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$1 Million Award Upheld in Officer's Killing of Unarmed Man

pistol and bullets laying on a table

A $1 million award for the family of a man killed in 2008 in Cape Girardeau was upheld by the U.S. Court of Appeals for the Eighth Circuit, seven years after Zachary Snyder, 23, of Dexter, Missouri, was killed by a Department of Corrections officer. The appellate court upheld the 2012 jury award for the children of Snyder, who was fatally shot at an apartment complex in 2008.

Corrections officer Steve R. Julian, a fugitive unit investigator, was called to an apartment complex on Themis Street in February 2008 in response to a report that Snyder, wanted for a parole violation and failure to appear, was at the complex. Reports from the night of the shooting show Julian went to parking lot on Themis Street, pulled his service pistol and approached Snyder. According to witnesses, Snyder initially was compliant, but turned and ran, at which point Julian admittedly shot him in the back.

Snyder died as a result of the gunshot wound, and Julian was ultimately charged with involuntary manslaughter.

Civil Rights

Although Julian was found not guilty of the manslaughter charge in October 2008, Snyder’s estate later brought an action for civil rights violations, excessive force, and wrongful death. The appellate court found the evidence supported that Julian acted with reckless, intentional indifference in causing Snyder’s death. According to the attorneys for Snyder’s estate, Danny Moore and Steve Walsh,

“We were expecting the jury verdict to be upheld on appeal. This was a tragic case involving a kind, gentle young man who lost his life in a senseless shooting by a remorseless parole officer. There are four young children who are growing up without a father, but at least this verdict will give them the means to get through life and get a good education.”

Snyder’s estate brought the wrongful death suit on behalf of Snyder’s four children, who at the time ranged in age from four to nine.

Julian argued in a post-trial motion in 2012, through his representative, the Missouri Attorney General’s Office, that he was entitled to “official immunity” under Missouri law and that he was protected from liability by Missouri’s public-duty doctrine. Julian also urged the court to grant him a new trial because the damages award was excessive and unsupported by the evidence.

Running Away

Snyder was paroled in 2007 after serving sentences for possession of a controlled substance and automobile theft. He absconded from supervision by probation and parole officials when Julian was assigned to apprehend Snyder. Julian reportedly drove to the address Snyder had been seen and positioned his car in a well-lit parking lot in front of the apartment building. According to the court opinion:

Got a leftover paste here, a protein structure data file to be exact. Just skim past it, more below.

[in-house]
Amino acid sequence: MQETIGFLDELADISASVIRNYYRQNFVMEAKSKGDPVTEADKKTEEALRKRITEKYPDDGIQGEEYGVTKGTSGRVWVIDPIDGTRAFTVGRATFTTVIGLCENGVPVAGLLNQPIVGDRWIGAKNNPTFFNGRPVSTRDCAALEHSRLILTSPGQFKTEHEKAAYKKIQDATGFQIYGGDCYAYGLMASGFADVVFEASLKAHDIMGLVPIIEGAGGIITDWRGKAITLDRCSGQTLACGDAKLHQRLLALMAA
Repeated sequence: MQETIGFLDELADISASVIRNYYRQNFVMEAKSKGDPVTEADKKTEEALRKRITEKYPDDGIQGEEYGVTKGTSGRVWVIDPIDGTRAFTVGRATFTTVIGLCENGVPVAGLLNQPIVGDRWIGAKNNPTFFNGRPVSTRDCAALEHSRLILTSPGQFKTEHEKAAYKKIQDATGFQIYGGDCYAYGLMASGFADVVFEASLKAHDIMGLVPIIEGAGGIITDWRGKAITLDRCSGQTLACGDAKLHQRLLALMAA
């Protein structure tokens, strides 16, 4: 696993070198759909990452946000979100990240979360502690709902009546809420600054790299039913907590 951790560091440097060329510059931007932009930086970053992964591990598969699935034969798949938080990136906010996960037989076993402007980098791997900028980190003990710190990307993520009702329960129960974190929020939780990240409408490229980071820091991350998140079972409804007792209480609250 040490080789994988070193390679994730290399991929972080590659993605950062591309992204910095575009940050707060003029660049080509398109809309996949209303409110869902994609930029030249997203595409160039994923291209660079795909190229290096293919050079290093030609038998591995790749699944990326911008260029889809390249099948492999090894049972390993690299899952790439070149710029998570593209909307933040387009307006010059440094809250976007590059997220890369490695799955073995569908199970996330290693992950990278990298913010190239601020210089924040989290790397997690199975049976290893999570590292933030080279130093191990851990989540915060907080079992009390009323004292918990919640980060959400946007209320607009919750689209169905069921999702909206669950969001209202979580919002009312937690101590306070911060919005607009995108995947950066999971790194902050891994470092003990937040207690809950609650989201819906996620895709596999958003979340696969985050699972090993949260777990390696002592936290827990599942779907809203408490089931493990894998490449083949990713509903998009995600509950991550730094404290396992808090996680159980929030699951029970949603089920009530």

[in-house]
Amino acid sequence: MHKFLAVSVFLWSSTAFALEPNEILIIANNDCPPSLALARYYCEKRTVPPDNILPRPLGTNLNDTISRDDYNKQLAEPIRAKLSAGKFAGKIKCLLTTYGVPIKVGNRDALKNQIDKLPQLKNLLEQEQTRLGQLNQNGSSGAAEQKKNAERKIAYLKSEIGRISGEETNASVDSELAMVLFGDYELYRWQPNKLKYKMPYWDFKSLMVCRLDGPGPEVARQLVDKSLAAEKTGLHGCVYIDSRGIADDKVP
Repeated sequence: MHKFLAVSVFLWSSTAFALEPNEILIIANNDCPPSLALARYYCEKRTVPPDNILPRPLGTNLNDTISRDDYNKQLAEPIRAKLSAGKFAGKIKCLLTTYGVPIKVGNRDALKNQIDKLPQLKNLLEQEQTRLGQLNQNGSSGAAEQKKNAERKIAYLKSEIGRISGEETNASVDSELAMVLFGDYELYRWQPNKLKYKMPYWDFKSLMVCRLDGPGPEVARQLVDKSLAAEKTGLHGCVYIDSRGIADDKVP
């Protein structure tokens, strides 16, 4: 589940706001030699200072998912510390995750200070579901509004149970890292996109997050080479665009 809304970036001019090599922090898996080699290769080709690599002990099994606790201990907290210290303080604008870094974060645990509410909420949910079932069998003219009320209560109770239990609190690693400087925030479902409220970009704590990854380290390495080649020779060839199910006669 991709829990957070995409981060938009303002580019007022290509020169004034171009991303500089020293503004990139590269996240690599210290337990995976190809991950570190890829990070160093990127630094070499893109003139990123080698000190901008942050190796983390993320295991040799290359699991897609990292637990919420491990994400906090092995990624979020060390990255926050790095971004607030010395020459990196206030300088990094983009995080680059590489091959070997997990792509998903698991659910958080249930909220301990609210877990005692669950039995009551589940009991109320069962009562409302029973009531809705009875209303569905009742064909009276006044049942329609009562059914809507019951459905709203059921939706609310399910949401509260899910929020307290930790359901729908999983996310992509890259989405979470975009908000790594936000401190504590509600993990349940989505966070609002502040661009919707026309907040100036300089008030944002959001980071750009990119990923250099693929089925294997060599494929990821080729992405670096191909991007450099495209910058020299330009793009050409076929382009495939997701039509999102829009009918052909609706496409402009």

“Julian saw Snyder, got out of his car and informed Snyder that he was a parole officer with a warrant for his arrest. In response to Julian’s order, Snyder placed his hands on the back of Julian’s car. Julian approached Snyder, stood to Snyder’s left and placed his left hand on Snyder’s shoulder. At that point, Snyder reportedly turned to his right and began to run. After Snyder took two steps, Julian fired one shot at Snyder. The bullet entered Snyder’s right back and exited his left chest area, traveling at an upward angle through his right lung, killing him.”

Snyder was unarmed at the time he was shot.

Malice and bad faith

The U.S. District Court for the Eastern District of Missouri found that Julian was not entitled to official immunity because the evidence supported a finding of malice and bad faith, and the appellate court agreed.

Judges Steven M. Colloton, Roger L. Wollman, and Duane Benton concluded “a reasonable juror could have found that Julian shot Snyder when Snyder was running away from Julian, not after Snyder turned toward Julian in a threatening manner."

On appeal, Julian argued the award was improper because Snyder had spent little time with his children because he was in prison for most of their lives, and Snyder’s life had minimal future earning potential. It is clear the jury heard “substantial evidence” of non-economic damages arising from the loss of their father.

“In light of the evidence concerning Snyder’s relationship with his four children, and (his) youth and life expectancy, we cannot say that the damages award ($150,000 per child after fees and expenses) constituted a plain injustice or monstrous or shocking result,” Colloton wrote.

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